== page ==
- Hypotensive or attenuated BP response to exercise (defined as failure of BP to rise, or as a fall in BP) (Elliott, 2000; Maron, 2010).
The 2011 ACCF and AHA guidelines for the diagnosis and treatment of HCM noted that the decision to implant an ICD must be individualized to the unique circumstances of each individual with HCM. They note that each of the identified SCD risk factors has low positive predictive value and propose that a combination of conventional risk factors and other risk modifiers may give the best indication of who should receive an ICD.
In 2020, the ACC/AHA issued an updated guideline for the diagnosis and treatment of patients with HCM, which is considered a full guideline revision intended to replace the former Gersh, 2011 guideline (Ommen, 2020). This document provides a comprehensive guide to the evaluation and management of HCM in adults and children, which is based on the current evidence, including relevant studies and other specialty society guidelines. Numerous modifications were made including recommendations for ICD therapy. The following updated recommendations for ICD therapy and risk stratification for SCD have been incorporated into the criteria for ICD therapy in this document:
Class I, LOE: B-NR:
For patients with HCM and previous documented cardiac arrest or sustained VT, ICD placement is recommended.
Class IIa, LOE: B-NR:
For adult patients with HCM with > 1 major risk factors for SCD, it is reasonable to offer an ICD.
These major risk factors include:
a. Sudden death judged definitively or likely attributable to HCM in > 1 first-degree or close relatives who are < 50 years of age;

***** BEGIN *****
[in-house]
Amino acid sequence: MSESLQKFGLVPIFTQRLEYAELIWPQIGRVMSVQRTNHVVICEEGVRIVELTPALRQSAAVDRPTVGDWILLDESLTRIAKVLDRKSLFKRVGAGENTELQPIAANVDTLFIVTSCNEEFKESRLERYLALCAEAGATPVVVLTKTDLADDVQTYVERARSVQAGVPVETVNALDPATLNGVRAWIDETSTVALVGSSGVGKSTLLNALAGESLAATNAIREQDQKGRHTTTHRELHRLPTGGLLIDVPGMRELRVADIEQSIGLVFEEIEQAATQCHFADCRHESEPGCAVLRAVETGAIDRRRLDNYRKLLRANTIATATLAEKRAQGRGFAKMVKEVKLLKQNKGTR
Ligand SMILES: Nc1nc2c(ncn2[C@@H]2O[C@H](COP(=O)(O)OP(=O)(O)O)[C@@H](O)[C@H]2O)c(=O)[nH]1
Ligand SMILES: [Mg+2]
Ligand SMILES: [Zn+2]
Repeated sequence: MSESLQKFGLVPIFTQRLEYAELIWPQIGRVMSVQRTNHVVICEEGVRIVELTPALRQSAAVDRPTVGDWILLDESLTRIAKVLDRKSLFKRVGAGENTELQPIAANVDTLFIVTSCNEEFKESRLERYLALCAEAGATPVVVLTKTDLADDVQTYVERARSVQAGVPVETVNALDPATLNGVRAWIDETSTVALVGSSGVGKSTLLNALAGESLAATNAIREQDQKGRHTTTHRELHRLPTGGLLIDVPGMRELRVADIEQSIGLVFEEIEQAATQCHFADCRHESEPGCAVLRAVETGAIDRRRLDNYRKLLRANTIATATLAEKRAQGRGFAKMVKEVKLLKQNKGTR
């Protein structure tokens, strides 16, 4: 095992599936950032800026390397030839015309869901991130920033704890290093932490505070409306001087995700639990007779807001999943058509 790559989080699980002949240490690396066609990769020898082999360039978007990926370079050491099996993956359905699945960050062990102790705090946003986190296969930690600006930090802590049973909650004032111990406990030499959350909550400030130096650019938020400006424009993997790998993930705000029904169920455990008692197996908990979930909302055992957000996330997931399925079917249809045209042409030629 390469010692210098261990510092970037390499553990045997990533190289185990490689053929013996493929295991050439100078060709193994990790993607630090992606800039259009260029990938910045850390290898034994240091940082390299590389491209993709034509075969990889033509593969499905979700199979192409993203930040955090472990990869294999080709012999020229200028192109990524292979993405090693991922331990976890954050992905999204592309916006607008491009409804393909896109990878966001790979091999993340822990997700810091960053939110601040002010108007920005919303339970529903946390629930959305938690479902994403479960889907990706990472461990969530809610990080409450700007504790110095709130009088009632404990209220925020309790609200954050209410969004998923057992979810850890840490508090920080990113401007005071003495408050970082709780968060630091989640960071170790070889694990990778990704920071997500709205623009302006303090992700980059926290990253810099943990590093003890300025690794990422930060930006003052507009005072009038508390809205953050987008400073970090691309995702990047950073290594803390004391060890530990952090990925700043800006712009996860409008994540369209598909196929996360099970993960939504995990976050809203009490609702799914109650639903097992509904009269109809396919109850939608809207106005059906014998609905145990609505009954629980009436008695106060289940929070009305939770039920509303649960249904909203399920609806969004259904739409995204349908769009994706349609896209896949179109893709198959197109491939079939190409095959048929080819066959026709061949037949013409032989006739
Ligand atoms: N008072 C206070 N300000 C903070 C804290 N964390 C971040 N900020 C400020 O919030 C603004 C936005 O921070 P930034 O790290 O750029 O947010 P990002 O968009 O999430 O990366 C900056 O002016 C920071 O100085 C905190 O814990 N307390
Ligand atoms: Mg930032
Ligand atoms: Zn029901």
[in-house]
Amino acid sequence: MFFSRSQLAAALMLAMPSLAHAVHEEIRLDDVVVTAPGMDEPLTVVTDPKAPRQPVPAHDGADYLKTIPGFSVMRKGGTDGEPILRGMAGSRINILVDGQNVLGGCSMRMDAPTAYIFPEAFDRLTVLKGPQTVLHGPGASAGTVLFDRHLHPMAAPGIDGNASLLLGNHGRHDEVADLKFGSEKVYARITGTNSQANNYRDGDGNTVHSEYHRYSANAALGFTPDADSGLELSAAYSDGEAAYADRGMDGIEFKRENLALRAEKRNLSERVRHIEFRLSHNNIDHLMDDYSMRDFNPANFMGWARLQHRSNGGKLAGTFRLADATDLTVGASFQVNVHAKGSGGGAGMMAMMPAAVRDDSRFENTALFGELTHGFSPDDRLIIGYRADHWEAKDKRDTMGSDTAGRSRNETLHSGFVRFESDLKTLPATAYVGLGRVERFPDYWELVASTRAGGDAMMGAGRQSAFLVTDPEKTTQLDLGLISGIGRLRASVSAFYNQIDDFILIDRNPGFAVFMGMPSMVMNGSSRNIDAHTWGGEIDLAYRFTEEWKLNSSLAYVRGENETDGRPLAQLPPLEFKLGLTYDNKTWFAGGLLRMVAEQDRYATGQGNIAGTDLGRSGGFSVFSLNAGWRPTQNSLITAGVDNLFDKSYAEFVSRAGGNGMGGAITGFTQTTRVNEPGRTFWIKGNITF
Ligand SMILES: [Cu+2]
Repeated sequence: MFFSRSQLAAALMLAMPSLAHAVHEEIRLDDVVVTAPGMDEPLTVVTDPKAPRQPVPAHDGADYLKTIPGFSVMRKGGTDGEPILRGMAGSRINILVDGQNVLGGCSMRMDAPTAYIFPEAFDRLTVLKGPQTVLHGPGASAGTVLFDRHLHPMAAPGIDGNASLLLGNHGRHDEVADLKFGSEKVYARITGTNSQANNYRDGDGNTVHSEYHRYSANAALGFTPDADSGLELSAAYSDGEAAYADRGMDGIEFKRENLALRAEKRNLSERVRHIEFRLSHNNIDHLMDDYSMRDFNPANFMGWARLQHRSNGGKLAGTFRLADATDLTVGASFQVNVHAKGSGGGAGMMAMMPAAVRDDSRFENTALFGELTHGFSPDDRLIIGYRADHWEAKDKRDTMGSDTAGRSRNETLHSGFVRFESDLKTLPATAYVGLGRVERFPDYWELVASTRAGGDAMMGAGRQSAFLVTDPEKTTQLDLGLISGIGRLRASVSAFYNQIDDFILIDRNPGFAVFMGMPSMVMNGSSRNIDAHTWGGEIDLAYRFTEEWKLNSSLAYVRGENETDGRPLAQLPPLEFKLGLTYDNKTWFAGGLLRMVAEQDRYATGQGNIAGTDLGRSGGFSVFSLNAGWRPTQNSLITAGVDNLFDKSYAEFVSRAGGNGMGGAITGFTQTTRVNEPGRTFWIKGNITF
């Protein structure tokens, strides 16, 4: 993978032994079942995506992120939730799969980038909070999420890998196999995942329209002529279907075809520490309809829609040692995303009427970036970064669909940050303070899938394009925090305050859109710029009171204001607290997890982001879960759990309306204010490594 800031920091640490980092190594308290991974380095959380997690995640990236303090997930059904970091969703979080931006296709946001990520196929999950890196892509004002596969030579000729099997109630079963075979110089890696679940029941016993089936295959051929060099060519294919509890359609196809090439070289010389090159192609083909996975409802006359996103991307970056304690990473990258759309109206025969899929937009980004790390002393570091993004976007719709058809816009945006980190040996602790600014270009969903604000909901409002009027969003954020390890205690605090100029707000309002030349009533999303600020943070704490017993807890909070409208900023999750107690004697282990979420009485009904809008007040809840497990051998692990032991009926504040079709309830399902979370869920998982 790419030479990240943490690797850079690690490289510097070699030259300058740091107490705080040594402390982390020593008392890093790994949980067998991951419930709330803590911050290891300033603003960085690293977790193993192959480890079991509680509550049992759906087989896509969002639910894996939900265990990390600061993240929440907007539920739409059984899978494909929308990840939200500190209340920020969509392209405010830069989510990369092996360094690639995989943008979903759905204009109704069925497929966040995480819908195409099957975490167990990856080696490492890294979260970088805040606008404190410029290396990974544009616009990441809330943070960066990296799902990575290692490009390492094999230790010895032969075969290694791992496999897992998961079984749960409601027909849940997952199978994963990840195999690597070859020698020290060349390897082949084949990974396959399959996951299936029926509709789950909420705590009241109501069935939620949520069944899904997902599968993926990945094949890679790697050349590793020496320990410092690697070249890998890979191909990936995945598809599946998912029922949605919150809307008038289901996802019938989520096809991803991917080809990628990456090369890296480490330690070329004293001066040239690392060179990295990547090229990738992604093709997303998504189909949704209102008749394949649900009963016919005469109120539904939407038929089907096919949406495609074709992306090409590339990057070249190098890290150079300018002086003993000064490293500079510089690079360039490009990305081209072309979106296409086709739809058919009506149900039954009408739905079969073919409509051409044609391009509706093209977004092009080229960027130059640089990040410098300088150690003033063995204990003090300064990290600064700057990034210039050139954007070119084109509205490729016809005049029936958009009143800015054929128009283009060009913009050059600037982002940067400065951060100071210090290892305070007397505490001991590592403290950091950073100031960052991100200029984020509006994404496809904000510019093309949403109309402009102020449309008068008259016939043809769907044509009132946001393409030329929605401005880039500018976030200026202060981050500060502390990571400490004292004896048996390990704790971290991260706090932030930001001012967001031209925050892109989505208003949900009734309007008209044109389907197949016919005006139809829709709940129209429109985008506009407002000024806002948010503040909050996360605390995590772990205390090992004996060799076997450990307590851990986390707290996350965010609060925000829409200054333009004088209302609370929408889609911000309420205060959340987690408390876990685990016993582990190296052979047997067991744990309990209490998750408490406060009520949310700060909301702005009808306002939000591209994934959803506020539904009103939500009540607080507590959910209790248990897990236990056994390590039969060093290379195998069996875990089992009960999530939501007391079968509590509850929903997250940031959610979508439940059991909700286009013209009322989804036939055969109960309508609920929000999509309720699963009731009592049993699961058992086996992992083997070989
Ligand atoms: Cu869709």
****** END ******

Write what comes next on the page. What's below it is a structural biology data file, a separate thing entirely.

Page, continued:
b. Massive LVH > 30 mm in any LV segment;
c. > 1 Recent episodes of syncope suspected by clinical history to be arrhythmic (i.e., unlikely to be of neurocardiogenic [vasovagal] etiology, or related to LVOTO);
d. LV apical aneurysm, independent of size;
e. LV systolic dysfunction (EF < 50%).
For children with HCM who have > 1 conventional risk factors, including unexplained syncope, massive LVH (left ventricular hypertrophy), NSVT, or family history of early HCM-related SCD, ICD placement is reasonable after considering the relatively high complication rates of long-term ICD placement in younger patients (Bharucha, 2015; Kamp, 2013; Maron, 2013, 2016; Miron, 2020; Moak, 2011; Norrish, 2017; Yetman, 1998).
For patients > 16 years of age with HCM and with > 1 major SCD risk factors, discussion of the estimated 5-year sudden death risk and mortality rates can be useful during the shared decision-making process for ICD placement (Ommen, 2020).
The following rationale is excerpted for the above recommendations: